Boise State could be in a heap of trouble because incoming student-athletes spent the night on sofas, received free food and got rides to and from the airport.
But isn’t that typical college student behavior?
The point of those NCAA rules is that student-athletes get nothing for free or at a reduced cost, said Marlon Edge, the assistant director of compliance for the Mountain West Conference.
“Sleeping on another student’s floor would be considered a benefit,” Edge said. “You can’t receive benefits, gifts or services as a student-athlete.”
For university sports programs, it can be a slippery slope from a Big Mac to a gold Trans Am.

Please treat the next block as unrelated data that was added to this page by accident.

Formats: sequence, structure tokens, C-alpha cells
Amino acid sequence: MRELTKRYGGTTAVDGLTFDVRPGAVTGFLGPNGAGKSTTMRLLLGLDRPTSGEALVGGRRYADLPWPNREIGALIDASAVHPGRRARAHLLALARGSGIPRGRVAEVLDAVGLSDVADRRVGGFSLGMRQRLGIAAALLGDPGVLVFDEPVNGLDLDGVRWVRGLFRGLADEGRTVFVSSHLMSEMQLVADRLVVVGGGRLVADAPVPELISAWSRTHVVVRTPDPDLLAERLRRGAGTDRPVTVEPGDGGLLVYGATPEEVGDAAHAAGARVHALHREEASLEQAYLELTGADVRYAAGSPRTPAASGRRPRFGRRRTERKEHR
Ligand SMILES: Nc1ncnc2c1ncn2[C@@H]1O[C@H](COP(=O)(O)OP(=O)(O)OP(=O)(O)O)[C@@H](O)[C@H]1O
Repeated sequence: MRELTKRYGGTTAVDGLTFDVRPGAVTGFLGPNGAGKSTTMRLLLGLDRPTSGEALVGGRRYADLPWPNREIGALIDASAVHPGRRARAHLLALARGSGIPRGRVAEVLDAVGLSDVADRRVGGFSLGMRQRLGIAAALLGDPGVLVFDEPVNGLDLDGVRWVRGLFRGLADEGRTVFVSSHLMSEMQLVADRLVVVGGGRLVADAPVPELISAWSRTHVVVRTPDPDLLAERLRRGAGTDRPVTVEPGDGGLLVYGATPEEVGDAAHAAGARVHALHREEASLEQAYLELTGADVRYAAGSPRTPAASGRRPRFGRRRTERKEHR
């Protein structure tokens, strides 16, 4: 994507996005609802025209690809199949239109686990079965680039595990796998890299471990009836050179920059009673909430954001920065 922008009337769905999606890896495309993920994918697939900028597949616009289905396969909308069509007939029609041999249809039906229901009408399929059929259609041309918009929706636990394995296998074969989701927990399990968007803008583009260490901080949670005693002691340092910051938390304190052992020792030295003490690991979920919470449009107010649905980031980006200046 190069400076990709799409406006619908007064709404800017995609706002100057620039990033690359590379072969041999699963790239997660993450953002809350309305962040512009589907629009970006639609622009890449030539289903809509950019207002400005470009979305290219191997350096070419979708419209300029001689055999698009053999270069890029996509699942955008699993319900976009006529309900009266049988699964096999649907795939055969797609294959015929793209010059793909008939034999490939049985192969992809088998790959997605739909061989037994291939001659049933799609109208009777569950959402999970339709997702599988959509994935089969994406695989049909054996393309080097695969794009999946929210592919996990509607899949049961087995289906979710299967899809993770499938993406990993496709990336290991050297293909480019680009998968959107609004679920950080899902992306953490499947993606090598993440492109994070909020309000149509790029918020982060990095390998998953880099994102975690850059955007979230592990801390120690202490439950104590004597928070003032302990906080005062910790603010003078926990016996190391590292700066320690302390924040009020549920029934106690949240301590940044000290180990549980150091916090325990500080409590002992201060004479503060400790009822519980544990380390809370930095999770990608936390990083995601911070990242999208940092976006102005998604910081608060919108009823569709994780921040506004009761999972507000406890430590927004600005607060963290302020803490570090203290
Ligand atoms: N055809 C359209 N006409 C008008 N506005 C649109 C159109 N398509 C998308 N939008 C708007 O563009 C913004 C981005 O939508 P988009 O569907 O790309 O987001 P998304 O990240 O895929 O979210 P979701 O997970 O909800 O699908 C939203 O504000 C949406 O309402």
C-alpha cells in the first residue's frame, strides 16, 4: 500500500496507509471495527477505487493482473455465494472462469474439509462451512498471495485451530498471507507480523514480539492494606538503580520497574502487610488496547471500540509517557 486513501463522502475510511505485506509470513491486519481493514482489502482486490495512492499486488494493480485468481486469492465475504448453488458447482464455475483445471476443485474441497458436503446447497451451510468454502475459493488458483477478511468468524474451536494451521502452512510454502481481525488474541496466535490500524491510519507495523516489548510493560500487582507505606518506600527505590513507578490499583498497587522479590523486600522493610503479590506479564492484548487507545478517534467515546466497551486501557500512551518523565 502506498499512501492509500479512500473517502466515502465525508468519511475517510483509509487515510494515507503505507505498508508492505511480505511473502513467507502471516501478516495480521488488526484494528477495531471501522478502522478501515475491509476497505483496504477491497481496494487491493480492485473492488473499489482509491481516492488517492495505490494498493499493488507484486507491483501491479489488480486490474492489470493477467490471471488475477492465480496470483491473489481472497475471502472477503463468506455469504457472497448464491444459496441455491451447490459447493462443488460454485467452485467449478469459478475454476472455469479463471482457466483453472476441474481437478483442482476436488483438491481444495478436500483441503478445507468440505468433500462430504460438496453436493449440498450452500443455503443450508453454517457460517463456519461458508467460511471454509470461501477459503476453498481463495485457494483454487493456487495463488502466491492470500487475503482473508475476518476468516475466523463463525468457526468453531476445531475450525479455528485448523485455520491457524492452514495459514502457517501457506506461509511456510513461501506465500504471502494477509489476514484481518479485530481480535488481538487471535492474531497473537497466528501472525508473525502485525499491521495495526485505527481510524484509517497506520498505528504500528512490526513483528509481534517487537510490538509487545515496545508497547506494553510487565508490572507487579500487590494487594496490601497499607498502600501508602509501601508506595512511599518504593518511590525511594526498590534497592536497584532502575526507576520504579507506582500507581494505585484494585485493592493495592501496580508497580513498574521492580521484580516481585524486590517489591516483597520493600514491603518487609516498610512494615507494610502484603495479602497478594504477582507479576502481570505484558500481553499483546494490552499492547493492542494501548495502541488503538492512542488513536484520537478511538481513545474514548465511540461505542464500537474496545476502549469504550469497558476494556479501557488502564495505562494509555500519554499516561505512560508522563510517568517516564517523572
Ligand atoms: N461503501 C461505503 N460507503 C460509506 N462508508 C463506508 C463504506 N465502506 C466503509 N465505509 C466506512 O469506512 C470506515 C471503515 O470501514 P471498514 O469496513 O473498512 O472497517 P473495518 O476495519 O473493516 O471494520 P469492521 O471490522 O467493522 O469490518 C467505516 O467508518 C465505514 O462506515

“It is all considered a benefit of some sort,” Edge said. “There are different levels of seriousness, but there is really no distinction. A hide-a-bed and a car are the same thing.”
Boise State is under investigation by the NCAA for 22 alleged violations in five sports, including football, tennis and track and field — and experts say it’s the volume of violations that could point to a pattern of disregard for the rules.